This preserve is located in the Crystal Springs complex, a mixture of tallgrass prairie and pothole habitat in the Prairie Coteau region. Established in 1998, the purpose of the preserve was to showcase wetland restoration, in part by restoring seven small basins and large drainage area found on the preserve. Area managers for TNC at first didn’t realize what a gem 7-Mile truly was, and it wasn’t until some months later that staff discovered two small calcareous fens on the property.
As TNC began to restore the property, using tools such as controlled fire, native grasses and forbs burst forth abundantly. Today, this mosaic of wetland and prairie attracts a diverse array of waterfowl and grassland birds.
From Clear Lake, SD, go seven miles east of town on Highway 22. The preserve is located on the northeast side of the intersection with the County Road.
Plants and Animals
As prairie and wetland plants began to re-emerge, so did the wildlife. The water-loving muskrat, which makes it homes in marshes, lakes and streams returned, as did many grassland birds, such as sandpipers and bobolinks. Canada geese and several species of ducks can be found nesting here annually. During spring migration, 7-Mile Fen is heavily used by waterfowl.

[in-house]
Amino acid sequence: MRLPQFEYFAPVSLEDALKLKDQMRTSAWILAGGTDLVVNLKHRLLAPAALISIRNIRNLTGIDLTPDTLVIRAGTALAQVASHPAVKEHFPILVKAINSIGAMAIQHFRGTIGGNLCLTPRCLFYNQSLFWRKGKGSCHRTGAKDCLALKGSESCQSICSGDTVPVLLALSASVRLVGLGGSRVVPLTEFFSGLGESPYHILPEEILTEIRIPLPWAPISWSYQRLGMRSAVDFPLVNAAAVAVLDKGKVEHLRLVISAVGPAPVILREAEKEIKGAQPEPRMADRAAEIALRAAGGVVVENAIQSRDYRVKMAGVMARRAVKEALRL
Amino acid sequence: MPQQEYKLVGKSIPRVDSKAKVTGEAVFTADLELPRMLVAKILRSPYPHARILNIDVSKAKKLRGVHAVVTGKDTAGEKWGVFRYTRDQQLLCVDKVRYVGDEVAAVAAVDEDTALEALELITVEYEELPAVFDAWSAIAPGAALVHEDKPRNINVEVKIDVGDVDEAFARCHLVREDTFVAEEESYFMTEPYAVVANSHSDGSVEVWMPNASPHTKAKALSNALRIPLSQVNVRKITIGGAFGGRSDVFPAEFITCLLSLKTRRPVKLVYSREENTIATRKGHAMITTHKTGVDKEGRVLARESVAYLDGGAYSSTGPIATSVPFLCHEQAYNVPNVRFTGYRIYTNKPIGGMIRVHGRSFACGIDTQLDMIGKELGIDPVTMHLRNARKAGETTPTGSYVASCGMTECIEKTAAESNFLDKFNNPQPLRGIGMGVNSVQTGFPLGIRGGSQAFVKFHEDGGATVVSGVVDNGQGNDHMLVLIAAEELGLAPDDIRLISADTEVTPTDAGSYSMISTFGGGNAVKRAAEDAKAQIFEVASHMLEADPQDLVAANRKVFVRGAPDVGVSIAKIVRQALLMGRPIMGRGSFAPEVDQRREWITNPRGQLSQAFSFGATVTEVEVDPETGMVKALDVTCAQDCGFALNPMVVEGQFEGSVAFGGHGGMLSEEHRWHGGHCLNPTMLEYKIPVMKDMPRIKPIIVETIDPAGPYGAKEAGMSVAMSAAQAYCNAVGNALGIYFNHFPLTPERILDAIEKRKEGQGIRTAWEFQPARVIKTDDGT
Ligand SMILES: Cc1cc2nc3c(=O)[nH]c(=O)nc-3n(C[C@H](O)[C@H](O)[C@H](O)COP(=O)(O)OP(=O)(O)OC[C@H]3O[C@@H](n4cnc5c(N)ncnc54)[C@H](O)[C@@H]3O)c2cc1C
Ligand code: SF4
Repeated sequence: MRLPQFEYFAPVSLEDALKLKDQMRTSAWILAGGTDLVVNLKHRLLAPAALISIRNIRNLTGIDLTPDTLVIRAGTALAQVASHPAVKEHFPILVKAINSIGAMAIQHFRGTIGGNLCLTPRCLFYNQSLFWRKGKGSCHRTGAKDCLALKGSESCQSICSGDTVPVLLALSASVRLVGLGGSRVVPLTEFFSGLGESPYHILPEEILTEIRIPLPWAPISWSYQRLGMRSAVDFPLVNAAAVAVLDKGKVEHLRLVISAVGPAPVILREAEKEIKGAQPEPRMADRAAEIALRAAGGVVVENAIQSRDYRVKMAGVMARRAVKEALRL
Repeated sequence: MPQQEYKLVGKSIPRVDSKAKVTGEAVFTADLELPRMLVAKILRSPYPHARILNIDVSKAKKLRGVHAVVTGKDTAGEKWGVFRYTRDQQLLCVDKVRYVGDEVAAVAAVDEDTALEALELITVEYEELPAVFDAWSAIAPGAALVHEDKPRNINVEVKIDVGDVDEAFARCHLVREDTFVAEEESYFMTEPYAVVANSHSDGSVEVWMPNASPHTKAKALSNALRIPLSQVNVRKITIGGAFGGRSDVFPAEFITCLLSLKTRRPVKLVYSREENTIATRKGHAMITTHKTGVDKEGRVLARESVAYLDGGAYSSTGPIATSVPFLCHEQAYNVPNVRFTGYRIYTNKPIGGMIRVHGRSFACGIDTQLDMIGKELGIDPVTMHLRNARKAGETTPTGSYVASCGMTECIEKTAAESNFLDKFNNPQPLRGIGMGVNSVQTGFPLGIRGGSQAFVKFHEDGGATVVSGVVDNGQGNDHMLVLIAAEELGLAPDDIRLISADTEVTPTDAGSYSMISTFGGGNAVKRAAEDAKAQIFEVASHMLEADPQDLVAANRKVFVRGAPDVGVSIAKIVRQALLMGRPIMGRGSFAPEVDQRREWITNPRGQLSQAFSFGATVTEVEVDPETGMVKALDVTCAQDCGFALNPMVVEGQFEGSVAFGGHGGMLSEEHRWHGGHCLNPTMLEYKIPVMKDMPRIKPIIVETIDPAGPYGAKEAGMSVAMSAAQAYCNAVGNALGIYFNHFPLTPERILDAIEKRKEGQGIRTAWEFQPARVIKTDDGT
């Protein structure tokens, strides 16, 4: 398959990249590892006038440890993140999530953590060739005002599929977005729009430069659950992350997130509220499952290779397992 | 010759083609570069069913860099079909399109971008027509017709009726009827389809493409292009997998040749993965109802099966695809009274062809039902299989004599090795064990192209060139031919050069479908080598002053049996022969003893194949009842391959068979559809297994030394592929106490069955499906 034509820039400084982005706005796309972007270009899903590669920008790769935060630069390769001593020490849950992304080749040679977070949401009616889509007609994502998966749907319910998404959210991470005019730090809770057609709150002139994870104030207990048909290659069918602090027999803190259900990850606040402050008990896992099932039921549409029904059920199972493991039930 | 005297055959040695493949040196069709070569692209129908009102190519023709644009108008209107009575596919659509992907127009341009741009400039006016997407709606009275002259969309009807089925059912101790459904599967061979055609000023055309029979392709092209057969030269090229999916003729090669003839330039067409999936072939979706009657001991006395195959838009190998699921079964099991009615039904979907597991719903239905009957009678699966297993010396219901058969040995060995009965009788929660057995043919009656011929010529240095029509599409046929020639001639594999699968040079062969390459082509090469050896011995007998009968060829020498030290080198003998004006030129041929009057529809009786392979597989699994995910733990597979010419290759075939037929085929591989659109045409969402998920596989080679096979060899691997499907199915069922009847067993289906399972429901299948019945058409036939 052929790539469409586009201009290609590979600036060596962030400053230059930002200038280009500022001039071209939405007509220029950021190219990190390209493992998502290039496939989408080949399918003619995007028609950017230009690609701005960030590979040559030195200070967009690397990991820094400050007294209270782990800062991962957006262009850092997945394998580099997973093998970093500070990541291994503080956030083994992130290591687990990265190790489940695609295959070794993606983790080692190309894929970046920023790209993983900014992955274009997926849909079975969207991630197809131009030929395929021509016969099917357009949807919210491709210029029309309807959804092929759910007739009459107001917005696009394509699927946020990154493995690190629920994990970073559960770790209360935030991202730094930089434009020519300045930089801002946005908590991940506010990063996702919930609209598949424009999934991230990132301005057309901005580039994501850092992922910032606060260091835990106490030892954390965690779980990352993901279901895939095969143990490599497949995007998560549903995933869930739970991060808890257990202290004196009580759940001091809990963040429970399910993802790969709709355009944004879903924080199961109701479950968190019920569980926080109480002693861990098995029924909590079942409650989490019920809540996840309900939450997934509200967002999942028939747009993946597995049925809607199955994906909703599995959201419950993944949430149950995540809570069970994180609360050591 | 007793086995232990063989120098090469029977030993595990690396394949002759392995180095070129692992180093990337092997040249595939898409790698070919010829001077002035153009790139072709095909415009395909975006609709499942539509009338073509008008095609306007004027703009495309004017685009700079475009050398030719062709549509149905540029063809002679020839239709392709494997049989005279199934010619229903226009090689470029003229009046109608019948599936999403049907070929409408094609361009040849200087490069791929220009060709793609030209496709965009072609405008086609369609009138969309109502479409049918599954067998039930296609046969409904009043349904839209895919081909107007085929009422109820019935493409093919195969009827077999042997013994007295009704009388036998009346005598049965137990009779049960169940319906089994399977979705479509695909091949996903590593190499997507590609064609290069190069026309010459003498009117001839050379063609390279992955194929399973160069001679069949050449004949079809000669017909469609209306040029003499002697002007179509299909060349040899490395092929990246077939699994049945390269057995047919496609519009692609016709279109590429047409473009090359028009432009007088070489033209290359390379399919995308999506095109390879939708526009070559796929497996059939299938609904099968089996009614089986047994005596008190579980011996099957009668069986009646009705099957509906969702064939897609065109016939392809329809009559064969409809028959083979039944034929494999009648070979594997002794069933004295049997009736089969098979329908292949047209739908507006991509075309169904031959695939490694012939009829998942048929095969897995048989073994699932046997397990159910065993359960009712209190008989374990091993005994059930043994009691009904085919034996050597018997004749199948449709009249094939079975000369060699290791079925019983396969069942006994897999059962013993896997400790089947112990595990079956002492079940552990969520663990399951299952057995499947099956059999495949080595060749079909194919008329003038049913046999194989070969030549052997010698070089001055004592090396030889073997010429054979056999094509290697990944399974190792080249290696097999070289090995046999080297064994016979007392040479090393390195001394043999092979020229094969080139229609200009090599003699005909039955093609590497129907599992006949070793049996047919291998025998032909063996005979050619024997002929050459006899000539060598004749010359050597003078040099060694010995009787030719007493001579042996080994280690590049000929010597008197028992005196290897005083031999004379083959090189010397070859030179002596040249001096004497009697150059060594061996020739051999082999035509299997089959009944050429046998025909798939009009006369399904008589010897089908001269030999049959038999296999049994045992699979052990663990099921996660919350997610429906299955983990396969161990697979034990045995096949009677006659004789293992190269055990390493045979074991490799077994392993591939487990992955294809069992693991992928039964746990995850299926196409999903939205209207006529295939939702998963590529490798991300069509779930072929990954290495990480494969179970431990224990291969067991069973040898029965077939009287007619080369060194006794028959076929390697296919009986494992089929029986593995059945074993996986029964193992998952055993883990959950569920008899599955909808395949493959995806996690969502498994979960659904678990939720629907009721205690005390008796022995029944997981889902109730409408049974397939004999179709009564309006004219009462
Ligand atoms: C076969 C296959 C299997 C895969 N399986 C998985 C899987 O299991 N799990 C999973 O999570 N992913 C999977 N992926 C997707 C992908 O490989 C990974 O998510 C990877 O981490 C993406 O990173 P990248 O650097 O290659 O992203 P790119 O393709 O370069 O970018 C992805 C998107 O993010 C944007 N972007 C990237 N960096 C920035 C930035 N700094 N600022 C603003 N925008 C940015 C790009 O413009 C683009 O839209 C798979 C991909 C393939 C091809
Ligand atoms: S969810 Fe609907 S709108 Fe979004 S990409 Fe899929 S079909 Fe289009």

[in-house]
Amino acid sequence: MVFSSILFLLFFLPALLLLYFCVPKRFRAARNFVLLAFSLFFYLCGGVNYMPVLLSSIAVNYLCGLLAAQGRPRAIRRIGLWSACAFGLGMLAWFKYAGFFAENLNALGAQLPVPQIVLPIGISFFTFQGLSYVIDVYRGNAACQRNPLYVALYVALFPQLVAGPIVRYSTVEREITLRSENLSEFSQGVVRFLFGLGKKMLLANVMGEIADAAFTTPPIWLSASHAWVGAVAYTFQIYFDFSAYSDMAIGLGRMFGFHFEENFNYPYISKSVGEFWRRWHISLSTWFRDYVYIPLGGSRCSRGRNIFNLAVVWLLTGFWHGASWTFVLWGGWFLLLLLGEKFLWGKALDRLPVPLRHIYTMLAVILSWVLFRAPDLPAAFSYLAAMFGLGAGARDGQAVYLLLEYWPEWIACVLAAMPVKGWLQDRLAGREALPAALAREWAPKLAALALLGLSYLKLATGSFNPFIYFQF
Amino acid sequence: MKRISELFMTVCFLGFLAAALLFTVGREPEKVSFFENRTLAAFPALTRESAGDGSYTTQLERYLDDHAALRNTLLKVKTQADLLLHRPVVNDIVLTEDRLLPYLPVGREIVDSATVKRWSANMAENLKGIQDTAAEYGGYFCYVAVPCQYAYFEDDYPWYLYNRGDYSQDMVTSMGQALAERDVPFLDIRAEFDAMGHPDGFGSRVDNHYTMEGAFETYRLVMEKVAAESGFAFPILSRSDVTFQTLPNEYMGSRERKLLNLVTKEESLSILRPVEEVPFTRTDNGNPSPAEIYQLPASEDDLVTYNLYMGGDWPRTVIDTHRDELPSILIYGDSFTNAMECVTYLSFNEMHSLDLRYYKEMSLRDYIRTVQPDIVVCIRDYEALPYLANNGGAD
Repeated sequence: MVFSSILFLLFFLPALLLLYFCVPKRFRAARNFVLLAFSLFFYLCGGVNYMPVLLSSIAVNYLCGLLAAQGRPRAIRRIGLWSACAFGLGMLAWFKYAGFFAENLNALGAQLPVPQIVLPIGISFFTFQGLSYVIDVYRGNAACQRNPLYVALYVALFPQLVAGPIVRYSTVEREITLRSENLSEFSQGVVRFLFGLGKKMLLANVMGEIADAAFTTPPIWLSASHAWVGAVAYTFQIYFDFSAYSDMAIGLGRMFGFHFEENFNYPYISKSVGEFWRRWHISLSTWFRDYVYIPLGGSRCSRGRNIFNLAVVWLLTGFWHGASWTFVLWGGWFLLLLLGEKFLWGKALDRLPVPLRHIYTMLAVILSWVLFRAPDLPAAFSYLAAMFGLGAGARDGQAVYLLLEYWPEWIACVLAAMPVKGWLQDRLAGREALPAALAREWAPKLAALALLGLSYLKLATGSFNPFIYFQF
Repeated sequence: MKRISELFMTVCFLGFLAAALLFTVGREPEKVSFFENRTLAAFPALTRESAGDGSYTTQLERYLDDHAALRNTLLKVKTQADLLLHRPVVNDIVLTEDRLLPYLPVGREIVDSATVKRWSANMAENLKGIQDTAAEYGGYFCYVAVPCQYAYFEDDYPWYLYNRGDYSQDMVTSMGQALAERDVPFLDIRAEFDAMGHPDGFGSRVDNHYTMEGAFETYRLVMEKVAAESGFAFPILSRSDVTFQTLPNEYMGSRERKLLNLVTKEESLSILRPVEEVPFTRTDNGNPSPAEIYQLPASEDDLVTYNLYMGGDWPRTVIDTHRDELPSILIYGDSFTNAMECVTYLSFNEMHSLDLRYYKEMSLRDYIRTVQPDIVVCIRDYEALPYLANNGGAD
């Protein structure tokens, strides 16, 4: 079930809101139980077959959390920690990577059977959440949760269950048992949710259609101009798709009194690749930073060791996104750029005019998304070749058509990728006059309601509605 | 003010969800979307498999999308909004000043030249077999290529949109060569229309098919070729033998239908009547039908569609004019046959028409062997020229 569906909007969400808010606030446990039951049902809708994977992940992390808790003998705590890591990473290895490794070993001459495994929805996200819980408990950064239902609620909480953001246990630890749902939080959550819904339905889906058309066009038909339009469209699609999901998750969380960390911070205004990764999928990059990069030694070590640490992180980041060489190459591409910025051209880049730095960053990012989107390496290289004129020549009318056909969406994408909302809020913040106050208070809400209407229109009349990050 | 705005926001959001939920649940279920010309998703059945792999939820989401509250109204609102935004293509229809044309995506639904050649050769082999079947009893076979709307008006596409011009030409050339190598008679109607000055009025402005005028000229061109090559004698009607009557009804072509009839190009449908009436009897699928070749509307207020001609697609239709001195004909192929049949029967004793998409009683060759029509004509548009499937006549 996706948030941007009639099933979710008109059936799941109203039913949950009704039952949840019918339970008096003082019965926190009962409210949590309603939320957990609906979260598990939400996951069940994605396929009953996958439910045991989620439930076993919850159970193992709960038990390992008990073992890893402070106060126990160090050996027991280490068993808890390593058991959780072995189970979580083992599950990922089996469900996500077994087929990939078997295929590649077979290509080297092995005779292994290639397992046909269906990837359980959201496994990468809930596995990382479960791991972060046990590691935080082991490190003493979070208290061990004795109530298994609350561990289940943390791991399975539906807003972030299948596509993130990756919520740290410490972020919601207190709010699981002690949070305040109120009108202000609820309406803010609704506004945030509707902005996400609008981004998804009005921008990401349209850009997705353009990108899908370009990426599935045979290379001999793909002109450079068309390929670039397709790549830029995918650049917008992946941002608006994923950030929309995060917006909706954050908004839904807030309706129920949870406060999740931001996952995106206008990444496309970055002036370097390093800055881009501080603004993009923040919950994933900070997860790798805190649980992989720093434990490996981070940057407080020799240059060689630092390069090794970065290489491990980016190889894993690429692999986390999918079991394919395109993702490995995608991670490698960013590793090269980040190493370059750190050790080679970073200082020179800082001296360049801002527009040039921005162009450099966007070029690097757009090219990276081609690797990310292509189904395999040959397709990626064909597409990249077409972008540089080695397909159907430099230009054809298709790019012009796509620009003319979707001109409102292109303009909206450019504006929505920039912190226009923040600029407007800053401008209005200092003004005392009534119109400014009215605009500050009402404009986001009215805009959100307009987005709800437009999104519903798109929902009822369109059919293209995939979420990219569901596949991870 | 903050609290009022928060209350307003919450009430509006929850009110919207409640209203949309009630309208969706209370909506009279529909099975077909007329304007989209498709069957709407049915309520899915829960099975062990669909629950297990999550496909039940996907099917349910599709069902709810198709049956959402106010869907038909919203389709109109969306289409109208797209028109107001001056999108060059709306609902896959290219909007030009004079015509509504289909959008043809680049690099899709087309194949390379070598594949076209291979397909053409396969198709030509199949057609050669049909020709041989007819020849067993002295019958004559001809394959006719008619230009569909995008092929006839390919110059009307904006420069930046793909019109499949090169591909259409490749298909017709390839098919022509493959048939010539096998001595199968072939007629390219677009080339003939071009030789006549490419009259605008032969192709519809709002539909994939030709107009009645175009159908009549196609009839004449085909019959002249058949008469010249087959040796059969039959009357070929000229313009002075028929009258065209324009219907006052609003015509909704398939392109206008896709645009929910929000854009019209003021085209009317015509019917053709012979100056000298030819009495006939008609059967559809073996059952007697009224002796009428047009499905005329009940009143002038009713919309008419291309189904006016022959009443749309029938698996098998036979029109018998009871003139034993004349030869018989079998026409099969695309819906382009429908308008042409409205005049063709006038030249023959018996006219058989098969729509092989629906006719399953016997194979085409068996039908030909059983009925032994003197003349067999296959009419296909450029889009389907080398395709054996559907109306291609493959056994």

Why TNC Selected This Site
This site originally was selected because of its position within the Crystal Springs region. Today, it is valued not only for its contribution to the health of ecological communities in this region but for the diversity of plant and animal life it supports.
What TNC Has Done/Is Doing
Working with the U.S. Fish and Wildlife Service, TNC restored a 60-acre wetland basin in 2003. Through this effort, water now is held back on the site, which creates great wildlife habitat. In turn, TNC then donated a permanent conservation easement on the property, the value of which could be used by USFWS as match money for future grants, which will help fund grassland protection programs on private lands in the region.
In places where the original prairie had been lost, TNC is working to restore it. In fall 2003, 20 acres near this new basin was planted, which are part of the overall restoration project.
Additionally, this landscape is being managed by controlled fire, which helps prevent the spread of harmful, non-native plants while stimulating the growth of desirable native species.